Manage episode 329413027 series 2881436
Mick Gillispie, Jesse Goldberg-Strassler and Kevin Reichard discuss the beginning of the 2022 season and analyze trends on. and off the field in then Ballpark Digest Broadcaster Chat.
Topics discussed in this podcast:
Topics discussed in this podcast:
- We begin a discussion in a totally irrelevant fashion discussing ponies as an endangered species. A pony, of course, is a seven-ounce bottle of beer; only a few breweries still produce them in Wisconsin (Miller and Rheinlander).
- With the end of May approaching, we’re finally in the full swing of the 2022 MiLB season. Jesse and Mick are back in rhythm on their daily broadcast schedules and adjusted totally to the six-day MiLB Tuesday-Sunday series work week.
- The six-day MiLB series schedule does present some challenges in terms of starting pitching: do starters go twice a series or do we see spot starters at some point? The Smokies are off to a good start, and Mick says one of the reasons is the high level of performance from the starting pitching. Those pitchers are benefiting from a good defense behind them.
- Unlike others in the industry, Mick and Jesse don’t hate the pitch clock. But they agree it runs too fast: giving players a few extra seconds between pitches and plays would be a good idea, and as a broadcaster adding a few more seconds to tell stories would improve broadcasts. This leads to reminiscences of Jim Tocco, former Voice of the Montgomery Biscuits, and how he would react to the new pitch clock. This surprisingly transitions into a discussion of Moustache May in MiLB and popular games in clubhouses.
- Also discussed: other rule changes in the minors, including larger bases. The larger bases don’t seem to be a factor at all—after a few innings, no one notices—and overall a quicker pace of play seems to be working. Similarly, a ban on shifts doesn’t seem to be impacting play.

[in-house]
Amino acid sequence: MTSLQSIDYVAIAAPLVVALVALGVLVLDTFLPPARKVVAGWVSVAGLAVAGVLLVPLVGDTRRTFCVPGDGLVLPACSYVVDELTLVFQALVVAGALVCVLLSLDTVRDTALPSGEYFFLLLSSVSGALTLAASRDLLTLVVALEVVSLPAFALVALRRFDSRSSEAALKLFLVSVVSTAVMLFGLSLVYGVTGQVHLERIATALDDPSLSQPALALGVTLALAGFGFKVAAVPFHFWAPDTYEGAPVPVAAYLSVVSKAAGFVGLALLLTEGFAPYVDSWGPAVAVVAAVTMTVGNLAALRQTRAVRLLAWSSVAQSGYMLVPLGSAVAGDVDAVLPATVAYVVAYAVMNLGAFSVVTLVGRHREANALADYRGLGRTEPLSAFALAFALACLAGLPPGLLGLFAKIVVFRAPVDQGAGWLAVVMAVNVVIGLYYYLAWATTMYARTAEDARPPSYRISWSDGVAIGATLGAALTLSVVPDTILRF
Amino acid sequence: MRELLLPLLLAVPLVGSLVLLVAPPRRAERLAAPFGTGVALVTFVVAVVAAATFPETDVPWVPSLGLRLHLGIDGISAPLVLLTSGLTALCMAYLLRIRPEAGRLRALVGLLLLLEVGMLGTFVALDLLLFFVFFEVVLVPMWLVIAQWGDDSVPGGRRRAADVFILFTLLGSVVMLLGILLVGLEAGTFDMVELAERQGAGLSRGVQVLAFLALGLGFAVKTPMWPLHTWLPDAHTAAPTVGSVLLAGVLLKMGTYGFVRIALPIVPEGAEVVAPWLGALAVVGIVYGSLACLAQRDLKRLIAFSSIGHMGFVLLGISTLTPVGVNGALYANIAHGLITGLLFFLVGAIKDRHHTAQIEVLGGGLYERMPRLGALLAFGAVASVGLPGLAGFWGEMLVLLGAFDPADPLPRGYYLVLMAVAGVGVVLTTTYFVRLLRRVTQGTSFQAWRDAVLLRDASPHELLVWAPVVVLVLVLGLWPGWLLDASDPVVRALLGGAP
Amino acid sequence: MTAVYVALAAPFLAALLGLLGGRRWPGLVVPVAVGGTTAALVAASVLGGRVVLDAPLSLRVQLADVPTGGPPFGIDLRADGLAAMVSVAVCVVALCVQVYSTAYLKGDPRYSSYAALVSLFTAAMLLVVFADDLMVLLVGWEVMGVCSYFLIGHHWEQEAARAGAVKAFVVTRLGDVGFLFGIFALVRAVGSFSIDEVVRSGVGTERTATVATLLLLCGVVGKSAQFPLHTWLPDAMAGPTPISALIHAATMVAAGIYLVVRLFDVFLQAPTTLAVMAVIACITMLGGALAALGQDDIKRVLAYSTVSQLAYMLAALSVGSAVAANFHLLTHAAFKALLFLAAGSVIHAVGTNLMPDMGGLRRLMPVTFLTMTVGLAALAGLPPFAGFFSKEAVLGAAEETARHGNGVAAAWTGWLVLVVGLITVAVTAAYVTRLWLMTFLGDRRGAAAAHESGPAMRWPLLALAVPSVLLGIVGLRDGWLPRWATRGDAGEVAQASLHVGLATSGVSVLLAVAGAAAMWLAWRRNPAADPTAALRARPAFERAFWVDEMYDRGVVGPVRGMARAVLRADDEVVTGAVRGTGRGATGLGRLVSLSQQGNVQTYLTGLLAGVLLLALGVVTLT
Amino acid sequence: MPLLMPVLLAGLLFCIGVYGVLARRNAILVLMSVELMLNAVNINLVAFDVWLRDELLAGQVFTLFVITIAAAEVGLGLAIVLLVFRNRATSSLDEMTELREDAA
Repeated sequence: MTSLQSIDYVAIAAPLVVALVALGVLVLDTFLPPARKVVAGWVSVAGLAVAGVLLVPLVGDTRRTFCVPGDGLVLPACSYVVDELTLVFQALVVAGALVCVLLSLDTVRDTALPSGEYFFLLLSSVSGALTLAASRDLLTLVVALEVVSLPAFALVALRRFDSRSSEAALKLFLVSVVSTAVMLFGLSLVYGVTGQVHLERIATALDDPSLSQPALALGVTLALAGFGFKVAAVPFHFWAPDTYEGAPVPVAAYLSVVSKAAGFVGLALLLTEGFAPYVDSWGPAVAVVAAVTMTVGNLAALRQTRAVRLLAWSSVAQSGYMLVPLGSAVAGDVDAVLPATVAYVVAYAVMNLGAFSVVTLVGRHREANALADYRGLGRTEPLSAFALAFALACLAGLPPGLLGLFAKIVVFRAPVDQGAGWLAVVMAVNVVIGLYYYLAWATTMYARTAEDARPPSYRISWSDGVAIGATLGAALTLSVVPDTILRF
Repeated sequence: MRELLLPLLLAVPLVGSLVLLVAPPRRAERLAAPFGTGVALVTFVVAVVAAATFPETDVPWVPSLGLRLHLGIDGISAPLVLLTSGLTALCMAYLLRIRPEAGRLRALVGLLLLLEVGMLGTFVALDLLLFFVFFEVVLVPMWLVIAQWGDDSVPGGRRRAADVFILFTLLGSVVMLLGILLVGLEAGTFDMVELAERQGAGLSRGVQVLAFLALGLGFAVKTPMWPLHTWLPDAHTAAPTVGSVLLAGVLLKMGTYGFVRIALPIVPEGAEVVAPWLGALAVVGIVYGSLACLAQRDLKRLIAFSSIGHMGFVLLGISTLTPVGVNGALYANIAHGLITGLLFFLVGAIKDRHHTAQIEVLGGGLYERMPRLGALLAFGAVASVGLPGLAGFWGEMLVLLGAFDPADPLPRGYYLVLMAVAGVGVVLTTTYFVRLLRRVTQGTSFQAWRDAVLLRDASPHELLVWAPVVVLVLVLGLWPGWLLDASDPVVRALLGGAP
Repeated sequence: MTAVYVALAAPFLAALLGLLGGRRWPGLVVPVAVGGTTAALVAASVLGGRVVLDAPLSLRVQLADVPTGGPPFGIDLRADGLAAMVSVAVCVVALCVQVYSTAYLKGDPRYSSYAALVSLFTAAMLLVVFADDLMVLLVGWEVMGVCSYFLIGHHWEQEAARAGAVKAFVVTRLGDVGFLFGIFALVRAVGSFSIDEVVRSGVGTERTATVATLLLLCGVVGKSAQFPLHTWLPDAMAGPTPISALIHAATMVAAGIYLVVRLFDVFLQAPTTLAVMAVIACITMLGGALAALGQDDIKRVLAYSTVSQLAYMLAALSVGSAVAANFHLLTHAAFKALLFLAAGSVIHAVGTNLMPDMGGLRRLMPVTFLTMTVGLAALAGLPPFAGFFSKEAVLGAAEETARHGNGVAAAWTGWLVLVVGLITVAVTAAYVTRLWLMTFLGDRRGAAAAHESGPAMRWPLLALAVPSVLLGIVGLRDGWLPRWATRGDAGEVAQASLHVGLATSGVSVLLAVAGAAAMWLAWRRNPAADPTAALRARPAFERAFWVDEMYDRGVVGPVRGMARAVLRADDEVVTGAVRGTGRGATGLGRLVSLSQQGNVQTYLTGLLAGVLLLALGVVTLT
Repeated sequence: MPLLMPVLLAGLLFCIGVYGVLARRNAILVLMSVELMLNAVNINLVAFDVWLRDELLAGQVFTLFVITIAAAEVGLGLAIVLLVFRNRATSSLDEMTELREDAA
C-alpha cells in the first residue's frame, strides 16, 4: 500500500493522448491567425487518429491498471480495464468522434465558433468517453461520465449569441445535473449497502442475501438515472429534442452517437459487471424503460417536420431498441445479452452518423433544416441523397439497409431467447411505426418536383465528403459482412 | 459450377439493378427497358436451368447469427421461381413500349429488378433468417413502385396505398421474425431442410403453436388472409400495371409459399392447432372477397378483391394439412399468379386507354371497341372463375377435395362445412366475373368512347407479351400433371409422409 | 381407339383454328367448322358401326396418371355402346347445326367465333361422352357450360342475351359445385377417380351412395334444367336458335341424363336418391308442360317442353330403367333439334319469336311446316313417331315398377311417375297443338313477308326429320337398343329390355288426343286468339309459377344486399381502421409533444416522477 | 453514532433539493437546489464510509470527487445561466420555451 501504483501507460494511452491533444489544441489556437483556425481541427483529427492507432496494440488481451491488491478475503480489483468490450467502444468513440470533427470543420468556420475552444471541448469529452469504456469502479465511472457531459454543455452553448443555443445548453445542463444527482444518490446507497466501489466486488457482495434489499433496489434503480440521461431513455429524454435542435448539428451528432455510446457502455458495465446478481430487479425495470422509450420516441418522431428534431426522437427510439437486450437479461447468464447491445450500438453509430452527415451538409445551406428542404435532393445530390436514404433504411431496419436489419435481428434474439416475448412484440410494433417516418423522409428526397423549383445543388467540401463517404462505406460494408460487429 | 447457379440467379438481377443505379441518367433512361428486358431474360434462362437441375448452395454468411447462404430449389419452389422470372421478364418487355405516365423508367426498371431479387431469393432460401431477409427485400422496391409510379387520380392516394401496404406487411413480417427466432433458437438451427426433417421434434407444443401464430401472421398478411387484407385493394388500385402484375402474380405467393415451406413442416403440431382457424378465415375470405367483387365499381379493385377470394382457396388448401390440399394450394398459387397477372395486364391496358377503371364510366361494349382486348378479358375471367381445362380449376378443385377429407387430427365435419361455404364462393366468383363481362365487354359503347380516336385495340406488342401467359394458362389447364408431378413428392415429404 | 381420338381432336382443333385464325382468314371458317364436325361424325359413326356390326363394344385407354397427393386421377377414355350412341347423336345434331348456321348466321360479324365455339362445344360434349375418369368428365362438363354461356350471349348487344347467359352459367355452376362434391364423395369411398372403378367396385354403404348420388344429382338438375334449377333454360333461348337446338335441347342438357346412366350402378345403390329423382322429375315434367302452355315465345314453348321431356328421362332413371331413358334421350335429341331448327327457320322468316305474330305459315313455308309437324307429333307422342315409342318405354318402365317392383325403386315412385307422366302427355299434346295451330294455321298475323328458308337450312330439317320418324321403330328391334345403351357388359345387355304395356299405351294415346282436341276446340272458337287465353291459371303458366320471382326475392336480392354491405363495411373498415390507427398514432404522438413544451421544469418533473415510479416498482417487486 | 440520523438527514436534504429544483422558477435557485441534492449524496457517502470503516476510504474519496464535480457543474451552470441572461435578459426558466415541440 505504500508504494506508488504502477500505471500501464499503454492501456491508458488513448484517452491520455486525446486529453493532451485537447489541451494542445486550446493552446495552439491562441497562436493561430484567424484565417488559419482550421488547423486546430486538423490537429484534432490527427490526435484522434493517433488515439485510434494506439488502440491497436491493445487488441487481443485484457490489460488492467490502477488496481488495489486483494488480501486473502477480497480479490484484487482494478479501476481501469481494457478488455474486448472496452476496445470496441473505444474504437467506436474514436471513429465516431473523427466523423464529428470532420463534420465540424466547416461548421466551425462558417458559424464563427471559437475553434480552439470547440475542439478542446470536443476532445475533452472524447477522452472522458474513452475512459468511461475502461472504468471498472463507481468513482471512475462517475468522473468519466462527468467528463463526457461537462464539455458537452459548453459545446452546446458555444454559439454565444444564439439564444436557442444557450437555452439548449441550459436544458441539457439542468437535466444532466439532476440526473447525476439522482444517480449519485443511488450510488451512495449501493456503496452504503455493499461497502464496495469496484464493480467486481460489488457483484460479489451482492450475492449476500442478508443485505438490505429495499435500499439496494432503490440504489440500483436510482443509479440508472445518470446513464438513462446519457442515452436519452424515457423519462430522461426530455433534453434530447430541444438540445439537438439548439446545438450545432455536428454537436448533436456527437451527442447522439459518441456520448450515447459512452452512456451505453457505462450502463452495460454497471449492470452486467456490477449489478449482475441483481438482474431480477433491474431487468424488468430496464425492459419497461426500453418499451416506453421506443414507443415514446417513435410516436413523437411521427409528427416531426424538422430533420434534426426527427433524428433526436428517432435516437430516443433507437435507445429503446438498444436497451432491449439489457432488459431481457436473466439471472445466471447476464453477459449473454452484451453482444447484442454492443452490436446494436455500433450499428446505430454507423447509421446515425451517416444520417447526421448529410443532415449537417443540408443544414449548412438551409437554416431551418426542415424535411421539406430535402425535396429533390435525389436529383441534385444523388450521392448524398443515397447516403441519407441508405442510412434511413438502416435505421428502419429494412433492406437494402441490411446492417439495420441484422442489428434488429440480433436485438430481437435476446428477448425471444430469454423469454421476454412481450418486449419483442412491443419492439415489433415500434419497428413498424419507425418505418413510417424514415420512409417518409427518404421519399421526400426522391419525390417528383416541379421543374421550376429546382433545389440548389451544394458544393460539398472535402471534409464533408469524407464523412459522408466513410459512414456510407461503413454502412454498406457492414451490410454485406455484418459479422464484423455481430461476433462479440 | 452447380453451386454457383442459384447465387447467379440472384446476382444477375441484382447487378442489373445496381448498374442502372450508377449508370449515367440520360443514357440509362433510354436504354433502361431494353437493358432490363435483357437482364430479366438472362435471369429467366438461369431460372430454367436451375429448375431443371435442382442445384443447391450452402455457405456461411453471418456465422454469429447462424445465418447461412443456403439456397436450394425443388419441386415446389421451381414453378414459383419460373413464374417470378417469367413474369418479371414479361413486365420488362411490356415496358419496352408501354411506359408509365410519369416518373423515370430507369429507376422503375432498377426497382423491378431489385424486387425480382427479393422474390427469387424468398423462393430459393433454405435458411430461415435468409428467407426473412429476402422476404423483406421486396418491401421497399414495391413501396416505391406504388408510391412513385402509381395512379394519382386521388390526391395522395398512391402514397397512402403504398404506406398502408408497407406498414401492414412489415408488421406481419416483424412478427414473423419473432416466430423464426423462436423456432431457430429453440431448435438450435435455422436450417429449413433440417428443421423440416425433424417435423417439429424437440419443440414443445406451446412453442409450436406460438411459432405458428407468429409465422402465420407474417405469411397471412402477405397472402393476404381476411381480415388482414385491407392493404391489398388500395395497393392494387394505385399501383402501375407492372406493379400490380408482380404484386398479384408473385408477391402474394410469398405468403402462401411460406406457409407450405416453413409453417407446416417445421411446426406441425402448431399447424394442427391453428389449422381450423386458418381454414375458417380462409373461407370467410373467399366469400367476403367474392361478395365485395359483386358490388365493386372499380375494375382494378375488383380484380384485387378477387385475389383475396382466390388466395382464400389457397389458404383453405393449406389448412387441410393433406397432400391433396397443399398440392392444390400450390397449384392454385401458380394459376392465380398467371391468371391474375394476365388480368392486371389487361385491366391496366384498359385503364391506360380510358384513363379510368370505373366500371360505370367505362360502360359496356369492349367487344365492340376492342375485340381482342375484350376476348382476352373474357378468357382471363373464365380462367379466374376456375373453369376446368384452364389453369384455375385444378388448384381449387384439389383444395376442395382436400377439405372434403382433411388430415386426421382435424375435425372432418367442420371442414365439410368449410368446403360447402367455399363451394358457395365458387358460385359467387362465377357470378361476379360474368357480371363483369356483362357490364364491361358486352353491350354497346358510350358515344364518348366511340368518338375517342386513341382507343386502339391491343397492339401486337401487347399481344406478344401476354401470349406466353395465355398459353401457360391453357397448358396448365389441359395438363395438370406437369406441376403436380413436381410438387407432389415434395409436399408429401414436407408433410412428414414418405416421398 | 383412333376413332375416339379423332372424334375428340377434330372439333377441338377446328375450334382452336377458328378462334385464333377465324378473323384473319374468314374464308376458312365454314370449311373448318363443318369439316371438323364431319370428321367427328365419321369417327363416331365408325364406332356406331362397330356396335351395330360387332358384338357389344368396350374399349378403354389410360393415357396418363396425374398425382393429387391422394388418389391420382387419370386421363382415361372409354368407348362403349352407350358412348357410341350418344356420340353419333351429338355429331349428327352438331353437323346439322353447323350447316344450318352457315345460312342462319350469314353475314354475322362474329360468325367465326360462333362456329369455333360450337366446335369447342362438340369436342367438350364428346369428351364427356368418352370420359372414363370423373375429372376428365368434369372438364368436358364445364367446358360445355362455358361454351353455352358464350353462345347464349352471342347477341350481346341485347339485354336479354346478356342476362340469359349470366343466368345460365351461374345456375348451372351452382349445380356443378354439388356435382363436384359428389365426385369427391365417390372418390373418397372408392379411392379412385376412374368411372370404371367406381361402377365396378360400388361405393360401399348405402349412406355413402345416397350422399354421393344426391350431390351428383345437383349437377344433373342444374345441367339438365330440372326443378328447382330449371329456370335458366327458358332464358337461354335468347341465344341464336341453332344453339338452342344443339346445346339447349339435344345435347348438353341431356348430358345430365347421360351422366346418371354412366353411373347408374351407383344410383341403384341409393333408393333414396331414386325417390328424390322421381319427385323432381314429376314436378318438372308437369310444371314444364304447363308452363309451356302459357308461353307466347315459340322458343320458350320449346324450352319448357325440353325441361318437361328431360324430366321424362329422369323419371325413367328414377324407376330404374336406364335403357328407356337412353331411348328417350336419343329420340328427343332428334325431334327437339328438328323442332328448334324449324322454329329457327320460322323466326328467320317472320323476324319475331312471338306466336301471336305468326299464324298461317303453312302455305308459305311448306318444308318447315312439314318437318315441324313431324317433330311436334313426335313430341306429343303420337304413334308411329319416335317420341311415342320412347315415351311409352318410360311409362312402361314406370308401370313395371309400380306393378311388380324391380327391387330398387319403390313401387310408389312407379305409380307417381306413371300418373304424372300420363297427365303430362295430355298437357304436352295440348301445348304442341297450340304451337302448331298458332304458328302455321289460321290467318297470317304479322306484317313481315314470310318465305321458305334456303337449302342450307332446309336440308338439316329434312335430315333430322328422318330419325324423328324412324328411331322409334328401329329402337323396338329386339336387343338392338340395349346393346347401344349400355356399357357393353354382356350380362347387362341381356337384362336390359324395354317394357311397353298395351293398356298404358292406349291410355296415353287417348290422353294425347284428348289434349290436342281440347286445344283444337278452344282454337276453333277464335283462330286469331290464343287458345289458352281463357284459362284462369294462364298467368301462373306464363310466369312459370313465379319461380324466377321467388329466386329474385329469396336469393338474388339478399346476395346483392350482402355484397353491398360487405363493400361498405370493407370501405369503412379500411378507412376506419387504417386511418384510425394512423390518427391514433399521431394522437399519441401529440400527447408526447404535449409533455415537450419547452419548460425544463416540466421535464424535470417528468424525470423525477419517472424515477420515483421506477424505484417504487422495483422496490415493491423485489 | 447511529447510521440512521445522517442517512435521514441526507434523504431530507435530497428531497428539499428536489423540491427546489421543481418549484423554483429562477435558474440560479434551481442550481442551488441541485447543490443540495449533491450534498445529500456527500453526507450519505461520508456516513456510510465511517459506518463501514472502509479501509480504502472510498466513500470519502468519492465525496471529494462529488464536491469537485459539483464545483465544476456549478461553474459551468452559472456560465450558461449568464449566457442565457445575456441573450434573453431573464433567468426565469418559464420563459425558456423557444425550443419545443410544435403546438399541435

- Another change, though not a rule change: it seems like balls in the minors this year are juiced—or at least a few of the three balls used—while balls in the majors are widely assumed to be dead. On the MLB side, there’s the continuous discussion of whether juiced balls are used on national broadcasts, vs. a dead ball for “everyday” use. In the end, it could be an unintended side effect that changes in the cork and seams, along with humidor usage, is strongly impacting the game this season.
- The next battle: the fight for a uniform strike zone, with the feeling ABS systems and in-game challenges are inevitable. Robo-umps recently made its debut in Triple-A baseball, as testing moves up the MiLB ladder.
- The industry is still working its way back to normal—i.e., a 2019 level of performance—due to supply-chain issues—and facilities standards still persist as a big problem for team owners. For the Tennessee Smokies, meeting the facility standards won’t be an issue, as the team is moving to a new ballpark in 2024.
- Is a combined no-hitter really a no-hitter? Mick says no, even after calling a combined no-hitter.
- The broadcaster lingo of the week: ultimate grand slam, which wins a game when a team wins by three runs after a grand slam; and walkoff walk is shrimp. Why shrimp? On the Internet a reference to a walkoff walk would be accompanied by a meme of a shrimp walking on a treadmill. Mick’s terms: a cocktail pitch, a high 3-2 pitch, and scratch gravel, where a fielder goes as low as possible to make the catch.
Mick Gillispie is Voice of the Tennessee Smokies and a spring-training Voice of the Chicago Cubs, wh